Getting a divorce can be a complicated process under the best of circumstances: custody, visitation (called “parenting time” in Minnesota), support of children, spousal support, even who will take the family’s beloved pet all can become thorny issues to settle as part of the final decree. But when there are substantial assets to be divided, this can result in a complex divorce.
“Substantial assets” can mean many things ranging from assigning a value to a business or professional practice and deferred executive compensation and stock option plans to real estate holdings other than the marital home, investment accounts, fine art, trust funds, intellectual property, and dividing debts accumulated during the marriage.
Under Minnesota law, assets and liabilities are to be divided “equitably” during a divorce which does not always mean divided “equally.” When a couple has more than just a bank account and credit cards, the home or condo where they have lived as a married couple, one or two cars and personal property, unwinding a couple’s assets and obligations equitably can be both complicated and cantankerous.
When the assets are great and diverse, a typical way of having them valued is to select a neutral evaluator with experience in the areas requiring valuation. This means that the parties to the divorce agree that they will use on “neutral” professional to value an asset, such as a business for example. Another option is for each spouse to hire their own professional evaluator. If the valuations of each evaluator diverge significantly and the difference cannot be reconciled, a third evaluation may be done.
If the asset is a business or professional practice, an investment fund or real estate, the task is somewhat easier than for things such as fine art or rare antiques where assigning a value can be more subjective – and where the value may fluctuate depending on trends and the current tastes of buyers. Still, the process is roughly the same by using appraisers from auction houses that handle high-value works of art and so-called “priceless” antiques.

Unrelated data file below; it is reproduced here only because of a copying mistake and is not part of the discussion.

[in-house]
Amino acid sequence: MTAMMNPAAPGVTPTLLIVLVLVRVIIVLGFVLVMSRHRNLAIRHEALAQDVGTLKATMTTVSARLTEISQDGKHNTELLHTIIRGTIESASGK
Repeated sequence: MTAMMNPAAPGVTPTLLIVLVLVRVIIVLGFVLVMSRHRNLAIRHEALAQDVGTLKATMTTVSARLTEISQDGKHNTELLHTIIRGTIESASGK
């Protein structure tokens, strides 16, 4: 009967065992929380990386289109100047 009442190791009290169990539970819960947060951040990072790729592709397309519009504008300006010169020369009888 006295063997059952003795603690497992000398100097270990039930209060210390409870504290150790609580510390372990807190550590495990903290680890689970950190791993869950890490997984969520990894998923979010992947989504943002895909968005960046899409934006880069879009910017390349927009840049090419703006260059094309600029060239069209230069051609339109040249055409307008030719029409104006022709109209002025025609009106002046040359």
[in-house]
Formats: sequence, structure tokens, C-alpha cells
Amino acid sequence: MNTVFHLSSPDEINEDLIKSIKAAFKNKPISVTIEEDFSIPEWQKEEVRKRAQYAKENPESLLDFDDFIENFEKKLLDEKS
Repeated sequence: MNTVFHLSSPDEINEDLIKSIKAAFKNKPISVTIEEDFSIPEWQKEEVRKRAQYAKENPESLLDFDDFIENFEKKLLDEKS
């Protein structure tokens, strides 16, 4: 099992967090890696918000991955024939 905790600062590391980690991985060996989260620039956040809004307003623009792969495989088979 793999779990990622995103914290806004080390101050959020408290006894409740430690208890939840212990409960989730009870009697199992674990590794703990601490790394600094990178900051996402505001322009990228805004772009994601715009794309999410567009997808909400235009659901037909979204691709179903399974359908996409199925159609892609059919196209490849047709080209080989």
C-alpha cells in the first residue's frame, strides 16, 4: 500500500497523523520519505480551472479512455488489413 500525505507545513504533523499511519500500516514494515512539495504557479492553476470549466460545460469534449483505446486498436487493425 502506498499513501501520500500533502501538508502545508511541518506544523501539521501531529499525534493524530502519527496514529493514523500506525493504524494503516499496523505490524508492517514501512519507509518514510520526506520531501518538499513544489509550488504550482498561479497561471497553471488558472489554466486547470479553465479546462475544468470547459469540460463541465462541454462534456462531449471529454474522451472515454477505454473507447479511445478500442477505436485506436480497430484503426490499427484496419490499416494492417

Being able to provide proof of the item’s provenance can help with the evaluation. Besides art and antiques, here are some of the most-common complicated assets that may not be easily divided in a divorce.
Valuing and Dividing a Business
The first step is to have the business valued by a recognized appraiser who is a neutral third party. Then the couple needs to reach an agreement on what will happen to the business after the divorce. If they can’t reach an amicable solution, a court is likely to do one of three things:
- Order the business be sold and the proceeds divided,
- Direct one spouse to buy out the other’s interest, or
- Tell the couple to continue to operate the entity together.
Valuing and Dividing a Professional Practice
This can be especially nettlesome because unless both people are, say, doctors or lawyers, the non-professional can’t be a practitioner in the operation. Moreover, the relationship between a professional and their clients or patients is extremely personal.
Dividing Retirement Plans and Investment Accounts
While the exact value is easily determined, how the assets are to be allocated between spouses is a matter of negotiation. Plus, once an agreement is reached, if the plan is my client’s, I must inform the plan administrator or the firm administering the account that it is being divided and how.
Valuing and Dividing Investment Real Estate
Appraisers and valuation experts may establish what the property is worth. Sometimes, a court will order the asset sold and the proceeds divided; at other times, the court may award the property to one of the spouses who then pays the other spouse half of the value.
Deferred Compensation and Stock Options
For a fair division of marital property, complicated assets such as deferred compensation plans, unvested stock options or restricted stock units, and executive bonuses all come into play.
These can be tricky, especially if the fund belonged to one of the spouses before marriage, but appreciated in value and was utilized for living expenses while the couple was married. Lawyers rely on documentation from a trustee to help determine what portion was non-marital property and what came after the marriage.
Dividing Marital Debts
Many couples with complicated, high-value assets also have high levels of debt: one or more mortgages, credit cards, lines of credit and business loans, current and back taxes owed, even student loans with outstanding balances. As with property, the law requires dividing debts equitably.
High asset divorces often are complex. Because outside experts usually are needed to assign a fair value, the overall cost is likely to be higher than for a divorce where there are relatively few assets that are more easily valued. At Maxim Smith, we know respected accountants, appraisers, and evaluators who will provide an impartial assessment on even the most unusual assets.